Angekommen, ohne unterwegs gewesen zu sein : the continuity of literary tradition in East German writing after unification : a comparison with Bitterfeld literature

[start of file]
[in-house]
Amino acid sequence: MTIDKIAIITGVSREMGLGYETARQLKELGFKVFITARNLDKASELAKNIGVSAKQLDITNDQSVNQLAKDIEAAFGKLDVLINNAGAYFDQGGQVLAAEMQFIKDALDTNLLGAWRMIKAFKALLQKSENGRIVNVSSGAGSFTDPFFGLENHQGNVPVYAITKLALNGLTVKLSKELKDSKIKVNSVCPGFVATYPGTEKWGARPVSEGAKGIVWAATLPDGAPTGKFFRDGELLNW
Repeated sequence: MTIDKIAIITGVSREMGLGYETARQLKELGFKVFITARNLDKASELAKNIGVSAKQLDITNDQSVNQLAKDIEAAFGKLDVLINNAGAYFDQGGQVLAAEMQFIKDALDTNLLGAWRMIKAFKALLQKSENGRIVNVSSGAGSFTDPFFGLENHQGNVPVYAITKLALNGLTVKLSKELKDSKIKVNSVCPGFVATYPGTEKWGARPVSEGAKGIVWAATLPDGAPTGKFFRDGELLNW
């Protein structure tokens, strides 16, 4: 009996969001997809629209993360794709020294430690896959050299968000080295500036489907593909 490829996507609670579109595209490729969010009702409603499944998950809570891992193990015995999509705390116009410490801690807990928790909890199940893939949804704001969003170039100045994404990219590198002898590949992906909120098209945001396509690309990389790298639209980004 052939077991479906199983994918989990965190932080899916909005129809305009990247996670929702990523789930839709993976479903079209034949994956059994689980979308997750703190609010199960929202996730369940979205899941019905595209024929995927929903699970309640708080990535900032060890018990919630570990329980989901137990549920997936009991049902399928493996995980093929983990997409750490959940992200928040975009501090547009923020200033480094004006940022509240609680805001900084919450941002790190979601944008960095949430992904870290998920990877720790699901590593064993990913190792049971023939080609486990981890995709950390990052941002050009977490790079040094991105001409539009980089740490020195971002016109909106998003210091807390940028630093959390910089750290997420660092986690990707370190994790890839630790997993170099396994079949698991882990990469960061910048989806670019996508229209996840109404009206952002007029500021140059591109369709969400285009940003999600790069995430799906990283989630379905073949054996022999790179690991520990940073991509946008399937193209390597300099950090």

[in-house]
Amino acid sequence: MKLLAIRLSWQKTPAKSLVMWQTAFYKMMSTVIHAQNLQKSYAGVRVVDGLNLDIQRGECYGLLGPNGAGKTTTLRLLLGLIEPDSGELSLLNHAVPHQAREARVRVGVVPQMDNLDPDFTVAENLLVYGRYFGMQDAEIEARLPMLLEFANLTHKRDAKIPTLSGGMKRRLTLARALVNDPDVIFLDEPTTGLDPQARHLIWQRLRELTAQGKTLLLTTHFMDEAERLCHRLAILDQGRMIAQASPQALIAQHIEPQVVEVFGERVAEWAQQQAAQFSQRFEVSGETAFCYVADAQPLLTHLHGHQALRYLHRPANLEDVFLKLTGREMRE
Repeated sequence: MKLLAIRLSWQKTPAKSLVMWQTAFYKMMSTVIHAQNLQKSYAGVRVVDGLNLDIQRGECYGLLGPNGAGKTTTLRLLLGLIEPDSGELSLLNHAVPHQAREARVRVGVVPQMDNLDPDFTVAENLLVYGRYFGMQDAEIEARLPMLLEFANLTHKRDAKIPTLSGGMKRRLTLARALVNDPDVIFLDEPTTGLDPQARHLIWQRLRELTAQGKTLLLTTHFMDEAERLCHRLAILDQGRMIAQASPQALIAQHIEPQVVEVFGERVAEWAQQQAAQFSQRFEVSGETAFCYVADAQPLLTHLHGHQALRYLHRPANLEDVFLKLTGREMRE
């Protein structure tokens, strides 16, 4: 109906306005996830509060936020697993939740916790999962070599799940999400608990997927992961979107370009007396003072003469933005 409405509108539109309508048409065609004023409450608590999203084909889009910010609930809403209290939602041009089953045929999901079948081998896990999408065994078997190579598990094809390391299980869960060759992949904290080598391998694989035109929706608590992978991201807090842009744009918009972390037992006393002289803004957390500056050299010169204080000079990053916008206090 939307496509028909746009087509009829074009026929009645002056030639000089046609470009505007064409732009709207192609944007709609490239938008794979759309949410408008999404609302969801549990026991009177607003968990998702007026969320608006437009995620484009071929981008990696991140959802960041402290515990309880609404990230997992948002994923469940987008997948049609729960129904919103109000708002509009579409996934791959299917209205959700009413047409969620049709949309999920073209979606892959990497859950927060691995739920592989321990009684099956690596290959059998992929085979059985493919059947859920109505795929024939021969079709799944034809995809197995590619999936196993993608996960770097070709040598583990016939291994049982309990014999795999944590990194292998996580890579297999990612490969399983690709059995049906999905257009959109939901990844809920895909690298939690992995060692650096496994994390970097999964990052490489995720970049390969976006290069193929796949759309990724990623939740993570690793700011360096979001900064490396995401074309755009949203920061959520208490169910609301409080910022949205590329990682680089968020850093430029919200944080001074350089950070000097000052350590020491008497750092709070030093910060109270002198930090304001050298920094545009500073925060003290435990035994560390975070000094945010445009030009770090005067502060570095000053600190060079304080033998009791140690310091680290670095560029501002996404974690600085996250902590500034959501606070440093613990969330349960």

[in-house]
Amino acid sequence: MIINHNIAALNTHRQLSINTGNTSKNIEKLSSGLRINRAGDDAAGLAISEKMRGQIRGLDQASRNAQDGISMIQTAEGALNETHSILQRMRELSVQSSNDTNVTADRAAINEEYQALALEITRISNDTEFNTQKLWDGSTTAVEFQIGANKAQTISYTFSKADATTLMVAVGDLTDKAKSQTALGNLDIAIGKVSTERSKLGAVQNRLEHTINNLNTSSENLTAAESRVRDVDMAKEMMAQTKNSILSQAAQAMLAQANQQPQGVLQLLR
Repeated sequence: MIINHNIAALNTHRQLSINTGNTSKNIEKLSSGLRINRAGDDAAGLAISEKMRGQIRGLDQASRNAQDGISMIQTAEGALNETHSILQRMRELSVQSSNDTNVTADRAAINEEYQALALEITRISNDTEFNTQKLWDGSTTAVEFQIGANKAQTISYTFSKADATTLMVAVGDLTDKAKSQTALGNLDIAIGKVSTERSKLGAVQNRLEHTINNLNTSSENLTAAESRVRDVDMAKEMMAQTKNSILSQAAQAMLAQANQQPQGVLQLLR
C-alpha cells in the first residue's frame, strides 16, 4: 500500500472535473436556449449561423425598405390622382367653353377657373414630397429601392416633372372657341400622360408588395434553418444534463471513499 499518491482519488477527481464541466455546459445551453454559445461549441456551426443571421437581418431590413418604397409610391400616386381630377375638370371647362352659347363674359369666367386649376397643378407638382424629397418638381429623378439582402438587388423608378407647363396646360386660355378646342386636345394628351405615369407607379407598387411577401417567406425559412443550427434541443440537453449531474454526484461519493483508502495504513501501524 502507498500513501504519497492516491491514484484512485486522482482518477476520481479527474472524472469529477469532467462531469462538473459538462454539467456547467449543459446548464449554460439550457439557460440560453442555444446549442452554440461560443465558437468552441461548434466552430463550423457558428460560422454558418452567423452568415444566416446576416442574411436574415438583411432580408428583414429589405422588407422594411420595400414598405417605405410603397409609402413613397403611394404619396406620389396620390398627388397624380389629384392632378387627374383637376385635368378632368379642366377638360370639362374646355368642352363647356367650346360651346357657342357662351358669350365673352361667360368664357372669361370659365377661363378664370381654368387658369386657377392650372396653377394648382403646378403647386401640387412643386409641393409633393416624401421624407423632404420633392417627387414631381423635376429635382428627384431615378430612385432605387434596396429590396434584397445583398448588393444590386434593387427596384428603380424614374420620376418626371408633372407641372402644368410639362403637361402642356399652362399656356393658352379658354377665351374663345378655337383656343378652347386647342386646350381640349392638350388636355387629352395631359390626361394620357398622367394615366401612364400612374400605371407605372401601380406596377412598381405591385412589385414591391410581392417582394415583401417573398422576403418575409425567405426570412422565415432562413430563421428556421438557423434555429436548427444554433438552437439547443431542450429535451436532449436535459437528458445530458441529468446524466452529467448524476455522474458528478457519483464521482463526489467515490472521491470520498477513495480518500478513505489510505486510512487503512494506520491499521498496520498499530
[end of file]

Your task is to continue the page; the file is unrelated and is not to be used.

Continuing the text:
Before 1989 West German critics commonly afforded DDR-Literatur credibility and praise to the extent that it criticised its society of origin. Yet, since 1990 the dominant voices of the Western Littaturbetrieh have changed their tune considerably. GDR literature now conjures up almost exclusively negative connotations, indicated by the expressions Gesinnungsusthetik, Gesinnungskitsch, Stillhalteliteratur and Sedativ, and former dissidents, in particular, have accused authors of having prolonged the life of the East German Unrechtsregime. Liberal and right-wing commentators have confidently pronounced its end, suggesting that a socially and politically committed literature should be viewed as a dark chapter to be closed forever and buried alongside the idea of any prospect for a socialist alternative. However, despite the declaration of its death, DDR-Literatur is still alive and flourishing in many respects. This thesis examines the remarkable continuities in East German literature before and after 1989. A distinction is drawn between the prose traditions developed under the literary guidelines set out for authors in the GDR and the new restrictions imposed on authors after Unification. It is argued that firstly GDR literature has survived the Wende and secondly that a type of literature has evolved which shares similarities in form and content to its state approved predecessor. The era of the Bitterfelder Weg (1959-1971) and its underlying political and aesthetic concept of Socialist Realism have been chosen as a practical means and theoretical framework for assessing the continuities in East German writing before and after Unification. The possibility that we might be witnessing the emergence of a new literary epoch of 'Capitalist Realism' - not significantly different from its socialist counterpart - is explored throughout.